Sheppard – Bill Sullivan Letter

This is a transcript of the letter that Bill Sullivan (another 505th Veteran) wrote to Jim about his & his father’s exploits…

3rd January 2005

Dear Jim,

It seems we are in the closing chapter of the 505 RCT and in the closing pages for the original members.

Frank Thompson, Jesse Buck and Morris Sheppard were representatives of the best in that organisation and representative of what “Our Country” is all about.

I was privileged to have served briefly with people like your father, but long enough for it to have left a life-long impression.

Please accept my sympathy.

This letter was originally started in September in response to your enquiry about our Normandy experiences. I had kept a diary with names and places but could not locate it. It finally turned up in Ireland, so please excuse the delay.

I dropped outside the walls of a huge chateau. The rest of my stick must have been scattered on the other side and I left the area by a small dirt road. It was two am.

Over an hour later, I came across a group concealing equipment bundles. They were my C.O. Robert Keeler, 1st Sgt Carlos Cubos, Op. Sgt Sheppard, Pvt Al Krietsch and a few others I didn’t know.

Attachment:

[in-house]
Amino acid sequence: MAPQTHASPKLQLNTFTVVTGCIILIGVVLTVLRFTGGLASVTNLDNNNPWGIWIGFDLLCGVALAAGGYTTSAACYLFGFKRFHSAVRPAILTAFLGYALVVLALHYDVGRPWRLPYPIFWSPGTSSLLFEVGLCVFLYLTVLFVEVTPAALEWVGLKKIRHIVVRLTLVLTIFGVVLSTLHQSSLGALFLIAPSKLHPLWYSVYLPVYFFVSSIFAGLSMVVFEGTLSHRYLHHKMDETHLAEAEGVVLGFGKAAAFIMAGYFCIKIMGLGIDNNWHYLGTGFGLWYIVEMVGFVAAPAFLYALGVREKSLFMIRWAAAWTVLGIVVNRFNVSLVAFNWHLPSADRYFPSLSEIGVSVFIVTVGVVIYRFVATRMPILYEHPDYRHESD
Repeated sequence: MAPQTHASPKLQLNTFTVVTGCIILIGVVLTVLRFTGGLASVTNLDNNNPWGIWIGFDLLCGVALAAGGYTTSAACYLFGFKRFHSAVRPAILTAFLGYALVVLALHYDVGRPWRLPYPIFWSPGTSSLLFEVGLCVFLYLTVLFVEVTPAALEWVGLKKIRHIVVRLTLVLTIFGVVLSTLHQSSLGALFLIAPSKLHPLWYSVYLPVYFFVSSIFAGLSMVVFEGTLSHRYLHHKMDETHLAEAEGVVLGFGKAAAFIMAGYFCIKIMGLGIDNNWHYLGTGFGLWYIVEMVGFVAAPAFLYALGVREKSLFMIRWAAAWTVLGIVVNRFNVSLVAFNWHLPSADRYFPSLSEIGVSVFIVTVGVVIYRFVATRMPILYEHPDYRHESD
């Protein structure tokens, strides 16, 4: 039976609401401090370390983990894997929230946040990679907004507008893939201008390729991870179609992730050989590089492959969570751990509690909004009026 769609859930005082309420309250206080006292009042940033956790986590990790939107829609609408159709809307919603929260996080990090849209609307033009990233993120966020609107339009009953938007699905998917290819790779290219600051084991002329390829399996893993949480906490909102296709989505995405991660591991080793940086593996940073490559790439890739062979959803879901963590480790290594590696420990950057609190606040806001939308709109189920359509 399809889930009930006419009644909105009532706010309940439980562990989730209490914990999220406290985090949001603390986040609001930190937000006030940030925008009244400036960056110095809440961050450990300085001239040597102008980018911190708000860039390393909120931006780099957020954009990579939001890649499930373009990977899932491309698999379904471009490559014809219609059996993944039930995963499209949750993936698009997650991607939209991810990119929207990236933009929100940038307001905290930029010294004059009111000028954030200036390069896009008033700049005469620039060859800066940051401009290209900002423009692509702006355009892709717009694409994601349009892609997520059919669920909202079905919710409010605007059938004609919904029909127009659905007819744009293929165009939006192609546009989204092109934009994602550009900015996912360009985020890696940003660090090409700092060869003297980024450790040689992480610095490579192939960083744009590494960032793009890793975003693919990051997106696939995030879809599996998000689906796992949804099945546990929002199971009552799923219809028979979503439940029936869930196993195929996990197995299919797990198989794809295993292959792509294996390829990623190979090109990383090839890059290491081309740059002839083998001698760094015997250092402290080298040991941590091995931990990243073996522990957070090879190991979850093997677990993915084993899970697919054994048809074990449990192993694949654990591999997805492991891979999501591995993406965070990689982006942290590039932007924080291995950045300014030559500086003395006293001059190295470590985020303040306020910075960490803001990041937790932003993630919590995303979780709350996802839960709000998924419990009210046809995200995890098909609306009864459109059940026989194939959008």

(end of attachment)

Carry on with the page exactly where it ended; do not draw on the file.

Keeler had hurt his back and Cubos had a bum leg. The rest were OK. We were about 8 miles from our D.Z. (None of the above people were in my stick)

We moved out very slowly due to the injuries, zig-zagging thru hedgerows and taking long pauses. During the morning, we exchanged fire a few times and had one wounded (not seriously). At 6am (H-Hour), we heard the Navy open up, so we knew we had company.

In mid-afternoon, we came across Lt Irwin, CO of B Co with about six men. (He took charge of the group (either thru seniority or because Keeler was hurt).

Several hours later, we heard heavy small-arms fire, and headed in that direction. After a short distance we began to take fire from both sides and were gradually surrounded and forced to surrender. They were a Bn. Of the 91st Panzer Div. attacking towards St. Mère-Église and we were caught in the middle.

We were separated from the Officers and escorted north.

We arrived in Cherbourg, June 8 and spent two days in a very old fortress.